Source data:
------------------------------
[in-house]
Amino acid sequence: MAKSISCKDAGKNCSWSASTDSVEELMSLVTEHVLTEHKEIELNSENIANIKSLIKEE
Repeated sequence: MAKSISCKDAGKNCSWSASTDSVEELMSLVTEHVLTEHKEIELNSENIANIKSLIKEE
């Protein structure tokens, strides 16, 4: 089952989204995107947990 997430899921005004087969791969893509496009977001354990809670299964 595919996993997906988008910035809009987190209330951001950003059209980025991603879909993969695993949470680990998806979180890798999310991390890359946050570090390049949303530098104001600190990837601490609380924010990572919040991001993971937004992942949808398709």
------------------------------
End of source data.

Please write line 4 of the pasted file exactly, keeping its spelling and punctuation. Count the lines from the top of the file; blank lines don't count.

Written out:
């Protein structure tokens, strides 16, 4: 089952989204995107947990 997430899921005004087969791969893509496009977001354990809670299964 595919996993997906988008910035809009987190209330951001950003059209980025991603879909993969695993949470680990998806979180890798999310991390890359946050570090390049949303530098104001600190990837601490609380924010990572919040991001993971937004992942949808398709």